You know, I might just be proud of us.
The Eldest's toe is starting to turn a patchwork of colors, and there's four separate areas of swelling - the pad of the toe, the joints in the middle and at the base of the toe, plus the ball of the foot. Didn't look like he'd bopped it hard, but dang. You can hardly argue with results, can you?
Last night, when I gave the kid a second dose of factor before bed (yep, I did talk to the doc on call, and I did rather bully her into approving the dose, but still, we did this pretty much by the rulebook), he tried to smile and joke with me. But it was empty, fragile humor, and he soon gave it up. Finally he admitted, my foot really hurts, Mum. And it's tingling. I considered the hefty dose of Tylenol that was already in his system, looked at a foot that was indeed bigger than it had been earlier that day, and hoped like hell that this latest dose would help the kid turn a corner. That night, I listened to him crying in his sleep. I considered the function of righteous indignation should the Eldest be awakened, Tylenol buffered with codeine, irritated emails to the attending's private email account, raining down fire and brimstone on someone, something - surely there's a guilty somewhat somewhere, no? But the Eldest never truly woke up from the pain, and by 3 am we were both deeply asleep.
The next morning showed that the foot had swelled yet further overnight, but the Eldest was not in pain. It looked like the bleed had progressed, but the second dose of factor had done the trick, stopping the bleed and giving the Eldest's body some time to heal. With additional doses and rest (plus more ice and elevation), the Eldest spent a comfortable - if somewhat hampered - day.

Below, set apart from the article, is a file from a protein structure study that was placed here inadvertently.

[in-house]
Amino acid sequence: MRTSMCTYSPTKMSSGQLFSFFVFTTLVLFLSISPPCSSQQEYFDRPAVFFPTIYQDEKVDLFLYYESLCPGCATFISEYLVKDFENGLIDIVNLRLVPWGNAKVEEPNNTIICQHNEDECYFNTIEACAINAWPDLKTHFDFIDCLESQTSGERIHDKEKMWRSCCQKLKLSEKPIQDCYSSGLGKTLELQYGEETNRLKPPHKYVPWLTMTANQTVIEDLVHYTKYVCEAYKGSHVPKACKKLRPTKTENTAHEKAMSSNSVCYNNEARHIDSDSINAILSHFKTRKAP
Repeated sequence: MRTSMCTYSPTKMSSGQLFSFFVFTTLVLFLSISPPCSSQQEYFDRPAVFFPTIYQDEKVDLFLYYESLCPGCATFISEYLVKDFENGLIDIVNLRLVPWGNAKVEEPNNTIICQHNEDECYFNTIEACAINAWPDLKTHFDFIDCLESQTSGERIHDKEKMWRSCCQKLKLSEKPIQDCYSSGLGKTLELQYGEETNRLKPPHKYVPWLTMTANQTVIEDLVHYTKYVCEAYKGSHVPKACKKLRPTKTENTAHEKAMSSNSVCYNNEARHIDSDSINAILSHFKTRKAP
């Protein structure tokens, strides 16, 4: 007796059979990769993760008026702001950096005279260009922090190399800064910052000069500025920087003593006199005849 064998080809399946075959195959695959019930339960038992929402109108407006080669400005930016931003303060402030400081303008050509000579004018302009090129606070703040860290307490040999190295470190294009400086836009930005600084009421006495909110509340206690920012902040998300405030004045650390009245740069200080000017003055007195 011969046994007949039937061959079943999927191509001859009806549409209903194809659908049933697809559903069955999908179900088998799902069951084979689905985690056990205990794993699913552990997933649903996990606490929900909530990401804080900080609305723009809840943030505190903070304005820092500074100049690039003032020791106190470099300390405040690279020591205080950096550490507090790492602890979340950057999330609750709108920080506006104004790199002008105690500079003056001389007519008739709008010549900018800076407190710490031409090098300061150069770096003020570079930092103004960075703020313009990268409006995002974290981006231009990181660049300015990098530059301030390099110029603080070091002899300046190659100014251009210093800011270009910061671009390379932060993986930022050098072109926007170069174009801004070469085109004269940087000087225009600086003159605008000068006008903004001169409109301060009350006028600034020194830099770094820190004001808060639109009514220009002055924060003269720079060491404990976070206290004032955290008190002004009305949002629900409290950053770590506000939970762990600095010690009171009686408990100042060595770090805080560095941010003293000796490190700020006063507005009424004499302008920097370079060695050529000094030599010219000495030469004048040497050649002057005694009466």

Tonight, I gave the Eldest a dose of factor (again, as per the doc-on-call sanctioned plan). It's a surprisingly enjoyable thing to do, with the two of us relaxed and comfortable with the process, and taking pride in getting the job done, in our teamwork. Afterwards, the Eldest asked if he could poke me with a needle, and I hestitated. Needles make me nauseated and dizzy, and the sight of my own blood being drawn can make me topple right over. Still, I knew that this was a good way for the Eldest to regain some sense of control, of power, and if needles aren't supposed to be a big deal, then why would his mama be hesitating?
Sure, kid. You can poke me - here, use this. I yanked out a 27 gauge needle, of the sort used on preemies. The kid's grin nearly split him ear to ear.
Slowly, we laid out the supplies. Though the veteran of a thousand needles, the Eldest was so excited that he forgot to wipe my skin with alcohol, forgot to pull out a syringe, forgot to take off the tourniquet. But he carefully kept my skin taut, marked his spot well and slipped the needle in so smoothly that I barely felt the bite and pop of the poke. I high-fived the best hands in the East (howdy pardner), who was so thrilled that he forgot to hold pressure on my arm.
As we sat holding pressure on the spot, I teased him. He laughed.
Me feel guilty about poking you? (Oh, right. Of course not - why would you feel guilty about sticking a needle in someone? Um) No, I feel like fun!
I tried to look wounded, but the kid was not buying it. Are you kidding me? That was a tiny needle, it was two inches shorter than one of mine. He laughed. Come on, Mum, I'm the ghost with one leg, and I need to be carried up the stairs. Whooo, hoooo.
And up the stairs floated my happy little ghost. Tomorrow he floats to school, and back (with care) to the rest of his life. As for me, I might float a little, too. Pride's pretty buoyant, you know..